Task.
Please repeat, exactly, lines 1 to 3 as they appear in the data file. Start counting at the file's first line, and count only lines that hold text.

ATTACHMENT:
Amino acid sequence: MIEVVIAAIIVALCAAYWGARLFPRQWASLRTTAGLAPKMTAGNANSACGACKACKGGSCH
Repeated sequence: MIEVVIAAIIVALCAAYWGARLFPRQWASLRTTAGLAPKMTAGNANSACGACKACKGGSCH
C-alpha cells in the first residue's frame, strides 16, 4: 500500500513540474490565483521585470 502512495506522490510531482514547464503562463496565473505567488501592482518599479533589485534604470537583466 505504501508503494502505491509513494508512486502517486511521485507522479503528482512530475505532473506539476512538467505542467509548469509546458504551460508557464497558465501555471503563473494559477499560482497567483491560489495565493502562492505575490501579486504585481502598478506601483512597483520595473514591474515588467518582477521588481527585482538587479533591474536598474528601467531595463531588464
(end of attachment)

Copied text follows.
Amino acid sequence: MIEVVIAAIIVALCAAYWGARLFPRQWASLRTTAGLAPKMTAGNANSACGACKACKGGSCH
Repeated sequence: MIEVVIAAIIVALCAAYWGARLFPRQWASLRTTAGLAPKMTAGNANSACGACKACKGGSCH
C-alpha cells in the first residue's frame, strides 16, 4: 500500500513540474490565483521585470 502512495506522490510531482514547464503562463496565473505567488501592482518599479533589485534604470537583466 505504501508503494502505491509513494508512486502517486511521485507522479503528482512530475505532473506539476512538467505542467509548469509546458504551460508557464497558465501555471503563473494559477499560482497567483491560489495565493502562492505575490501579486504585481502598478506601483512597483520595473514591474515588467518582477521588481527585482538587479533591474536598474528601467531595463531588464